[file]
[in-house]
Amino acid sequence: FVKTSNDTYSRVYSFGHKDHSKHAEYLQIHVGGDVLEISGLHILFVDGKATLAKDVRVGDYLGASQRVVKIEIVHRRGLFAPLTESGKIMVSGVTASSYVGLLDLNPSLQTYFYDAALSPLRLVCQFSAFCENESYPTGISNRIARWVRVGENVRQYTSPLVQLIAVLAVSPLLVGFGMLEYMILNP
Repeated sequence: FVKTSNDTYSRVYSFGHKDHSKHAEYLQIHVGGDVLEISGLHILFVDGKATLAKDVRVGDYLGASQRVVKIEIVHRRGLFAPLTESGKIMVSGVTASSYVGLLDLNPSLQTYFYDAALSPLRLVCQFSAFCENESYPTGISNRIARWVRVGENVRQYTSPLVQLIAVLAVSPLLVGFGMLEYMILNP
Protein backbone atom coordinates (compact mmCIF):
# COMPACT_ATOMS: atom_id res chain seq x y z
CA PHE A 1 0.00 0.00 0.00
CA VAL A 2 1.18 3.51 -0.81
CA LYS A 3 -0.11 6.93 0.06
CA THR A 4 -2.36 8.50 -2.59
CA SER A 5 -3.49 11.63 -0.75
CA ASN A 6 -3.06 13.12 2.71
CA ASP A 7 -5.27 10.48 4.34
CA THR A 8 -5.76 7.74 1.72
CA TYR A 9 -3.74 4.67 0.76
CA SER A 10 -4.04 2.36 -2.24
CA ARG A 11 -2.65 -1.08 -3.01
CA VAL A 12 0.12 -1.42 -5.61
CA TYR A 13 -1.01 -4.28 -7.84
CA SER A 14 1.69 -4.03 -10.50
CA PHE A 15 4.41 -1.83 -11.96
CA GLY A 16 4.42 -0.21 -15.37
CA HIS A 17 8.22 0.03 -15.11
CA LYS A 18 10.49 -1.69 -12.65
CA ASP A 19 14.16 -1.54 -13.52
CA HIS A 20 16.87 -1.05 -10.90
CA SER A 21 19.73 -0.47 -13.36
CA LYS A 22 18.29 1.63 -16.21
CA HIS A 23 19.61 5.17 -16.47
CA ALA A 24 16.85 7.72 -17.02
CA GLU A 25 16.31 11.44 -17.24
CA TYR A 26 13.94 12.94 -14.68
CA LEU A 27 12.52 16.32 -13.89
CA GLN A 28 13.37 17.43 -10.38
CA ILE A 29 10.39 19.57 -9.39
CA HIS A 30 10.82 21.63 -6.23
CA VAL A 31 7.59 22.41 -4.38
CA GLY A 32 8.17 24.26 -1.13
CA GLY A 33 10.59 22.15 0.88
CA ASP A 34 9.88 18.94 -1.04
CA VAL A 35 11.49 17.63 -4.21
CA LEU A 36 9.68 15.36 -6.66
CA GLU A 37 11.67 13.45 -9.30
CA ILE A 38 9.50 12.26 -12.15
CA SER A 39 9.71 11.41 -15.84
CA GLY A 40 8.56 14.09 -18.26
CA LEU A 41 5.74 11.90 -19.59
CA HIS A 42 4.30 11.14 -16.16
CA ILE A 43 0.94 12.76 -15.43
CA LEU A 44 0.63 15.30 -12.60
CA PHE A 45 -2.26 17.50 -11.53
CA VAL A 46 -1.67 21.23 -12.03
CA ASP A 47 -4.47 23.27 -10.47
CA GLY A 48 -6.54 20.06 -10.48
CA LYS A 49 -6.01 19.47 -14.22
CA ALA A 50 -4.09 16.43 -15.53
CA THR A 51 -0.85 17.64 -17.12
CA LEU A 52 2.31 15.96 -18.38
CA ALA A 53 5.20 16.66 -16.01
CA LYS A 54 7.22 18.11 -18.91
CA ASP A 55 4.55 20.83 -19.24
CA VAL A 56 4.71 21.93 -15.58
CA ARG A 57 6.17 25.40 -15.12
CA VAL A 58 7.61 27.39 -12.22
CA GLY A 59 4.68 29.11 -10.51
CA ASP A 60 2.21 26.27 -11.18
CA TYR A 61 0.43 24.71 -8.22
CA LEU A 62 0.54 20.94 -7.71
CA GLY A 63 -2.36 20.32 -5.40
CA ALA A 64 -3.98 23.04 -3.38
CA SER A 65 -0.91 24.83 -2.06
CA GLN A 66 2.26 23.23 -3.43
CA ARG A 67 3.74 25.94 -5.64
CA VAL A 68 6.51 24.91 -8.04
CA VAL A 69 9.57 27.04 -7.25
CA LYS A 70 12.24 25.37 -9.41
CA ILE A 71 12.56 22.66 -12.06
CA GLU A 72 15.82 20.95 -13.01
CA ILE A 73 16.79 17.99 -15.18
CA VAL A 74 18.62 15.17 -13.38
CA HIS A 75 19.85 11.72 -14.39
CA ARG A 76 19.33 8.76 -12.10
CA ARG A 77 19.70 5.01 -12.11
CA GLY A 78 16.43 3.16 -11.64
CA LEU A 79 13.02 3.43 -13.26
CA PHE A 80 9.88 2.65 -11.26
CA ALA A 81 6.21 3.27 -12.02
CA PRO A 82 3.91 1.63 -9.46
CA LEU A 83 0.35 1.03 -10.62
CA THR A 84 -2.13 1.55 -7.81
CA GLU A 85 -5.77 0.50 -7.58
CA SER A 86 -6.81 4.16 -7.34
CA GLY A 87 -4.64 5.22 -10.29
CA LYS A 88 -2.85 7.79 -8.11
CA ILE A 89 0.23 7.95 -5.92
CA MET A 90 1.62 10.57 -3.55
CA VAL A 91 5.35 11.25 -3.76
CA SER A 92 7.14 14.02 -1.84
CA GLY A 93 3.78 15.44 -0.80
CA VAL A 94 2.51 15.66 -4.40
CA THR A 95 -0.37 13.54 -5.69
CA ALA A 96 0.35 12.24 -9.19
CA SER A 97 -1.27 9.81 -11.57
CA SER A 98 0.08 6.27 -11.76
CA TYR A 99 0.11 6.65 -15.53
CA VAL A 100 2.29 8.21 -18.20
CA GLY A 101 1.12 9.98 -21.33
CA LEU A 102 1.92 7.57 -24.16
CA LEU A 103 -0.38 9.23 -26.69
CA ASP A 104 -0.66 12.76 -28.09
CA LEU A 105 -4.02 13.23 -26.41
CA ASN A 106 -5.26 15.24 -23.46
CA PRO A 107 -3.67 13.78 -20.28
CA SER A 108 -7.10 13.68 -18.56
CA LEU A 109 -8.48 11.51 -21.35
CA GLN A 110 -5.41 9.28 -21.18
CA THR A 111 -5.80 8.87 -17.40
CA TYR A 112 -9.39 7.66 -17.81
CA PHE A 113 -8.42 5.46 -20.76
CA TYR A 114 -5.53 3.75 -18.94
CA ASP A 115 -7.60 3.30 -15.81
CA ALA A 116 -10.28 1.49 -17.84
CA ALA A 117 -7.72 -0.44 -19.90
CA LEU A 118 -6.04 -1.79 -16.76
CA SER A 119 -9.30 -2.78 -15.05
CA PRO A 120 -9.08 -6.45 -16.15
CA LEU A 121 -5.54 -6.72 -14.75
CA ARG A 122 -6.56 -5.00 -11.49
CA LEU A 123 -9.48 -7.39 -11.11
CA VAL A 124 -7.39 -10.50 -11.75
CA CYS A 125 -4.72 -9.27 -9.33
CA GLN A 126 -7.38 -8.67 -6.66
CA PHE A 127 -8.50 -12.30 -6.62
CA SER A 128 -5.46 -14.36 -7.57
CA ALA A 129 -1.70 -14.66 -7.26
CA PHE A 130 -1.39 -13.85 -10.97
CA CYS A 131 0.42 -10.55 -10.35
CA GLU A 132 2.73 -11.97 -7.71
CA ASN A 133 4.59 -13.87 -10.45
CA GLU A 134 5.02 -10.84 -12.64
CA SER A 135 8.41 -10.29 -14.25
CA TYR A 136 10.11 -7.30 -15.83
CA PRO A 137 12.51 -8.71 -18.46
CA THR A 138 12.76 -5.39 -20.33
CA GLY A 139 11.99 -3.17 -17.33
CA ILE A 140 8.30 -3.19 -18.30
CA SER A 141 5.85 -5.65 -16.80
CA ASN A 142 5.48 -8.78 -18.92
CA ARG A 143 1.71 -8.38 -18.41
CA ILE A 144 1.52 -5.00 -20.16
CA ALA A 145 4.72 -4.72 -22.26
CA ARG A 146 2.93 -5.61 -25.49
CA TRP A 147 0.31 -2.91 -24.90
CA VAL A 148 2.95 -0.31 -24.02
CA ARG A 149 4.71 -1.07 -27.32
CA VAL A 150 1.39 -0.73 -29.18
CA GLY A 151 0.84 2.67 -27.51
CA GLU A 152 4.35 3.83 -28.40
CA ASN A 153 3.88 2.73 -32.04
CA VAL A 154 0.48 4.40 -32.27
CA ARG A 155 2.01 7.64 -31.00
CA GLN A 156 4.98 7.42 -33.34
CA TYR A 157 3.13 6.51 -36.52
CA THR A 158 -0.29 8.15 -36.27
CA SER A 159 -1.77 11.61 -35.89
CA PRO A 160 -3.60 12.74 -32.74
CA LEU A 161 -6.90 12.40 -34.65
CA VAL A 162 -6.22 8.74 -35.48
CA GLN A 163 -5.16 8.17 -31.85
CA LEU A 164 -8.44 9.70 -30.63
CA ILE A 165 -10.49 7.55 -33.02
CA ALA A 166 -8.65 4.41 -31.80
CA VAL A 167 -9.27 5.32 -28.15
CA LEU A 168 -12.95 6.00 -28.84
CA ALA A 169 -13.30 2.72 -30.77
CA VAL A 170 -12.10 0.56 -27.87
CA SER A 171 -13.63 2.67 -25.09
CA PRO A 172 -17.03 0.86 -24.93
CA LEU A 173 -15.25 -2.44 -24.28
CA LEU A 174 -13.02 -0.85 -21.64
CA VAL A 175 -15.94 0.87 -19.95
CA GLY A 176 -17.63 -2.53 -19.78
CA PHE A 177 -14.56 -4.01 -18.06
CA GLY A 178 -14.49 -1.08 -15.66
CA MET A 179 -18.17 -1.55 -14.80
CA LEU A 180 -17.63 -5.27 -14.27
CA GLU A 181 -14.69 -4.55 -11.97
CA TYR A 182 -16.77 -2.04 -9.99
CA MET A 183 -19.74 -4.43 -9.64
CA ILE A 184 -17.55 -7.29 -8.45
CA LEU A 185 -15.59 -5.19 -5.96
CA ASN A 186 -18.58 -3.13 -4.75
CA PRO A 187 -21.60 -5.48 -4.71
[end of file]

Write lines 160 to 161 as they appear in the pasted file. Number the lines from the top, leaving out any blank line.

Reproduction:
CA ARG A 155 2.01 7.64 -31.00
CA GLN A 156 4.98 7.42 -33.34